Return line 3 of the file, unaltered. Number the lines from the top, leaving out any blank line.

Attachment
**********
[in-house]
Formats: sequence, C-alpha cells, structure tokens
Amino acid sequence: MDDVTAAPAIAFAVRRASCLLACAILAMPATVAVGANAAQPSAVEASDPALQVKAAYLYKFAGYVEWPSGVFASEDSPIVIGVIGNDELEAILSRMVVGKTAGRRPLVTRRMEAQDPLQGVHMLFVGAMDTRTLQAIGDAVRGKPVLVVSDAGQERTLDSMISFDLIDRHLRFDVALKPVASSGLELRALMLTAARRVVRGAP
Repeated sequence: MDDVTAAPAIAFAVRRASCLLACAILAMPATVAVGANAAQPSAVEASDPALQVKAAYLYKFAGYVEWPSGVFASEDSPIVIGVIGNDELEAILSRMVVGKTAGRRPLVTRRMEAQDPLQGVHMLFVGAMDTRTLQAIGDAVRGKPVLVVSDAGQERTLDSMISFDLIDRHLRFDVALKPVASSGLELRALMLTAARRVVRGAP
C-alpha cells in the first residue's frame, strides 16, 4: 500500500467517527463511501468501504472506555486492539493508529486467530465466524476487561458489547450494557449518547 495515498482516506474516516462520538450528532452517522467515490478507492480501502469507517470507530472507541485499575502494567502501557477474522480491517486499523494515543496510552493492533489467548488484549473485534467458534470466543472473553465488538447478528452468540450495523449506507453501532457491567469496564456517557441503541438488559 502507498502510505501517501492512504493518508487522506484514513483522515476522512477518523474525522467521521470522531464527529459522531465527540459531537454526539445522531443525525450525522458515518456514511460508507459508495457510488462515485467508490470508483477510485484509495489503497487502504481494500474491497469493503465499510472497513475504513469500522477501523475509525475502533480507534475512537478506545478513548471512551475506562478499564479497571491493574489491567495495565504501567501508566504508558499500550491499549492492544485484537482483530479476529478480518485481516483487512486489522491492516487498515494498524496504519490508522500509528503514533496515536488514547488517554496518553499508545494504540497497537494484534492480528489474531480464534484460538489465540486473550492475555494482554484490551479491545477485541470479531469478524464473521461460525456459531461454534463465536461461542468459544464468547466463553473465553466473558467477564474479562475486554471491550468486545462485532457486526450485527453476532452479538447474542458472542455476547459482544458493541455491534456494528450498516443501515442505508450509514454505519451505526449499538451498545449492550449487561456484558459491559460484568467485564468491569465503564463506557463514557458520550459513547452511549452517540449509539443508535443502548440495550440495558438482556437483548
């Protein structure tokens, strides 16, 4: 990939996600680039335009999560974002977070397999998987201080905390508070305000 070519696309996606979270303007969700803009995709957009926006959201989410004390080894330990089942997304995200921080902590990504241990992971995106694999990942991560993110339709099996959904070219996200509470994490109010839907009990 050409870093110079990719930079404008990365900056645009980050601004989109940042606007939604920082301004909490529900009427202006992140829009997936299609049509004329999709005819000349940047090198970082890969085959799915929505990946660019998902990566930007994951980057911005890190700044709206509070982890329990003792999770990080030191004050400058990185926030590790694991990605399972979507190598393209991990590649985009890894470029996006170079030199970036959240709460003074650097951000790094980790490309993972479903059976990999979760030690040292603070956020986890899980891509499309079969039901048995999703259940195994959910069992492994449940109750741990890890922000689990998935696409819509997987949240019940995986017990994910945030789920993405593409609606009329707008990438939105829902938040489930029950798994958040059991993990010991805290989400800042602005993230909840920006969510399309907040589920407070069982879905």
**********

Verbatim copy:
Amino acid sequence: MDDVTAAPAIAFAVRRASCLLACAILAMPATVAVGANAAQPSAVEASDPALQVKAAYLYKFAGYVEWPSGVFASEDSPIVIGVIGNDELEAILSRMVVGKTAGRRPLVTRRMEAQDPLQGVHMLFVGAMDTRTLQAIGDAVRGKPVLVVSDAGQERTLDSMISFDLIDRHLRFDVALKPVASSGLELRALMLTAARRVVRGAP